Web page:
Shore Gold’s future slow, but favourable

By Sarah Stone
April 2, 2013 - 12:07pm Updated: April 3, 2013 - 11:06am

Shore Gold recently released their year-end financial and operating results and their Star-Orion South Diamond Project is still seeking third-party investors.

For the past few years the company has been pursuing options for financing of the Project development at the Fort a la Corne mining site east of Prince Albert and in 2012 they thought they had it.

“In early 2012 one of these financing options reached an advanced stage of negotiation but was not concluded due to world economic uncertainties,” Shore Gold Inc. wrote in a news release.
Since then they’ve had to look at other options of conserving money until investors can be found.

“In light of this development, the management and directors of Shore deemed it necessary to make changes to meet corporate priorities. These measure included reductions in Company Directors, Officers and personnel as well postponement of all arrangements with SaskPower,” the release stated.

Shore Gold recorded a net loss of $9.3 million or $0.04 per share, leaving the company with about $7.4 million in cash, cash equivalents and short-term investments.

President of Canadian Diamond Consultants Pierre Leblanc said the world-wide recession and sovereignty debts significantly reduced exploration in Canada making it very difficult for not just Shore Gold to raise funds, but many junior exploration companies.

However, despite the lack of investors in the company, Leblanc said a change in the diamond market currently taking place can put the Star-Orion South Diamond Project in an upcoming favourable position.

China and India join the diamond dash

“Up to about 10 years from now there is going to be a shortage of diamonds principally because of the new entrance in the market that is China and India,” he said. “Those two countries didn’t used to buy diamonds as jewellery items, but have been doing so over the last few years.”

Leblanc explained China is now the second largest consumer of diamonds, adding the population total between the two countries is around 2.5 billion people. With Canada the third largest producer of gems diamonds in the world, this puts mining companies in a strong position.

“Even though the [Chinese and Indian] middle class is only a fraction of that it is still a huge amount in compared to the American or Canadian markets,” he said.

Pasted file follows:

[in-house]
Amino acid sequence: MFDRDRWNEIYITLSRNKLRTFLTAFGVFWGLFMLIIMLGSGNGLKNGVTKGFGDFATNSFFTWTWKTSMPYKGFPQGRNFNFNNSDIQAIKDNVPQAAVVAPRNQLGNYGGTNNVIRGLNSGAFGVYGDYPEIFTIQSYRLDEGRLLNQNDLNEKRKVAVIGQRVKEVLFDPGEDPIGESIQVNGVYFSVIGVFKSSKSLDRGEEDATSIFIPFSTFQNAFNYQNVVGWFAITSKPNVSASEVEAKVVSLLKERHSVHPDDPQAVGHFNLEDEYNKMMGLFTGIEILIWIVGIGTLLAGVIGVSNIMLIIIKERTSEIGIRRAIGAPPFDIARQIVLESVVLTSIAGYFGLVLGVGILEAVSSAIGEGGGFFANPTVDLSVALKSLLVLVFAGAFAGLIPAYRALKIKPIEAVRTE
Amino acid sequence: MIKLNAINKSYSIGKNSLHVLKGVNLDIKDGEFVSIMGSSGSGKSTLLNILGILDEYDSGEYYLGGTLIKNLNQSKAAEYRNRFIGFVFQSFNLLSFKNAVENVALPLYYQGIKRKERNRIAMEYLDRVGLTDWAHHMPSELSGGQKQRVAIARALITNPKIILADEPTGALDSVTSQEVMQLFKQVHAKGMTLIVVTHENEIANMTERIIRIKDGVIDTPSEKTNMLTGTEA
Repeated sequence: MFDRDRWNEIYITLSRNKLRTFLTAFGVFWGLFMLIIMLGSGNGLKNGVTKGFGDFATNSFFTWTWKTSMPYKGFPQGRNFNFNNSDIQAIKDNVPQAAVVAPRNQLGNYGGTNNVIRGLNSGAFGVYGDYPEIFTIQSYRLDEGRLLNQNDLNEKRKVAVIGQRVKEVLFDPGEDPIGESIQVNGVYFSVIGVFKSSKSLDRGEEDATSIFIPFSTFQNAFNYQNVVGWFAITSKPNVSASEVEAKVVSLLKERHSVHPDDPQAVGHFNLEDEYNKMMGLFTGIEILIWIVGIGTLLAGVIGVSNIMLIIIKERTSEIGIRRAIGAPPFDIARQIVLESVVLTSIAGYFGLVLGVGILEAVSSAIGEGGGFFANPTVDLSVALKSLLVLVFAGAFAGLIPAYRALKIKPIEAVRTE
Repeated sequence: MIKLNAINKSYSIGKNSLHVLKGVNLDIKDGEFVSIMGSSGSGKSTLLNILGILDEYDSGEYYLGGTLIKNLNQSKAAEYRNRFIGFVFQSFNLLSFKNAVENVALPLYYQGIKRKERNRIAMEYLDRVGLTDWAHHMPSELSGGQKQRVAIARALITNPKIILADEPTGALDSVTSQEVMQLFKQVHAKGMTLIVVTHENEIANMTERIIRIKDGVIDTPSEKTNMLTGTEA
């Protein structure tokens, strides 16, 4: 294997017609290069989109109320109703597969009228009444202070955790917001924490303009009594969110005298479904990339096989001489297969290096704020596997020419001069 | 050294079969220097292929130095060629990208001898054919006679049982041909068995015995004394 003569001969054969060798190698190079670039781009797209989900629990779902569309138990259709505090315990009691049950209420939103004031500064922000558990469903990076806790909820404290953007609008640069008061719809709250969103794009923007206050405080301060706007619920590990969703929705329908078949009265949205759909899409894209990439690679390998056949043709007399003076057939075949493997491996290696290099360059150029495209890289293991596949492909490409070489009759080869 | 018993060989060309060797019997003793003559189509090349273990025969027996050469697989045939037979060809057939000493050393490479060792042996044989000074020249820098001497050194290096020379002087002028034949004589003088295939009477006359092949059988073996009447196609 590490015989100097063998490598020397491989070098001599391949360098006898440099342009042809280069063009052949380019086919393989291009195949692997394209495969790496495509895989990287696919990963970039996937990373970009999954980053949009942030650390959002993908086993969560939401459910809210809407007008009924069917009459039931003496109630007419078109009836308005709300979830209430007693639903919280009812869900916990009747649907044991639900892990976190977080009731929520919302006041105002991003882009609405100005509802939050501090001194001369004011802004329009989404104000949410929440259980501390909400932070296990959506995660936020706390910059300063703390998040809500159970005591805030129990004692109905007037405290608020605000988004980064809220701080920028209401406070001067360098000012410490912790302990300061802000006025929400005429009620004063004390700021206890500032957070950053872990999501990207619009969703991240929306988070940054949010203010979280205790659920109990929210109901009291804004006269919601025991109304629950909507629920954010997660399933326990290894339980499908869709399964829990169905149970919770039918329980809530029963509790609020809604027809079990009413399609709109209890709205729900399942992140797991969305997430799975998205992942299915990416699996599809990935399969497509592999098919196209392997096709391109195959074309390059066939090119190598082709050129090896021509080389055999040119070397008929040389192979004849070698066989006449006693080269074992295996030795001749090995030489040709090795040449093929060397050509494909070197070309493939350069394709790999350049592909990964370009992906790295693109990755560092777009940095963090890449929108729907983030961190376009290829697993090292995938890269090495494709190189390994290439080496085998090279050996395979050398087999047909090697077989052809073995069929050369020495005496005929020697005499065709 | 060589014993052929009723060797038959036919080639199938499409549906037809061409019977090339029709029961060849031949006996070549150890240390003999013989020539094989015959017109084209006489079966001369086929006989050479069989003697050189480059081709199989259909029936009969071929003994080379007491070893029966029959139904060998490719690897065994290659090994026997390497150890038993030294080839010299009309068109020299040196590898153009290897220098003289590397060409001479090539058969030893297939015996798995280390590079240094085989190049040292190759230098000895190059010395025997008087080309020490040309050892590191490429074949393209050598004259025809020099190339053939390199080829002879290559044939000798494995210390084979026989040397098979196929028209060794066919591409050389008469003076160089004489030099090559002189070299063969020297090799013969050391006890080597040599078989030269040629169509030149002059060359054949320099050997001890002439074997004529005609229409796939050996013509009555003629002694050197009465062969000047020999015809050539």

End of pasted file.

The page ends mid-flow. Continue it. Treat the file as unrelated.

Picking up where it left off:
As these middle class citizens demand diamond luxury items and the current life of diamond mines coming to end, Shore Gold may find new opportunities.

“As the value of the rough diamond continues to increase eventually there should be a business case to be made to actually do the mining of those diamonds and since there hasn’t been a discovery of a world class diamond mine since 1994, [many of] the present mines are reaching the end of their natural life, so there’s going to be more and more incentive if you wish to access the diamonds of the Star and Orion South projects.”

Evert Botha chief operating officer of Embee Diamonds in Prince Albert said he’d like to see diamonds finally be produced out of Fort a la Corne mine and he anticipates it in roughly five years.

“I think we’re going to reach a tipping point probably 2016 or 2018 where we’re going to need more diamond mines and I think the race is on to see who’s going to be the next Canadian diamond mine,” Botha said.

Botha continued, adding Saskatchewan is a mining and exploration friendly environment should investors actually recognize the opportunity. He said this becoming increasingly true as Canadian consumers look more towards Canadian mined diamonds.

“Consumers are supportive they want to know that it’s a Canadian diamond … and I think as and when the market continues to grow and continues to recover we’ll be cutting diamonds here in Saskatchewan,” Botha said.

“At the end of the day somebody’s got to see the value and potential in the Fort a la Corne deposit, which I think the market sees, but it’s all in the economics, it’s all in the cost per carat from the mining point of view, as well as from a sales point of view.”

The roadblocks

Even with the surge in market demand, Shore Gold has a challenge or two at the Fort a la Corne mine site, Leblanc said.

“There is a couple of challenges that Shore Gold faces. One is the fact that there is a very large over burden on top of the ore body, the body that holds the diamonds,” Leblanc said.

He explained this burden has to be removed before getting access to the diamonds and that is going to be a significant expense. Another challenge that may burden the company is the low carats per tonne ratio compared to international standards.

Even with the challenges Leblanc said the Star-Orion South Diamond Project could potentially be successful and lucrative.

“I think there is a future for Star, certainly not an immediate future because of the financing difficulties, but as I’ve indicated as the price of rough diamonds continues to increase eventually it will be somewhat attractive to invest in this ore body.”

Shore Gold has spent the last decade working to prove the diamond mine is feasible.

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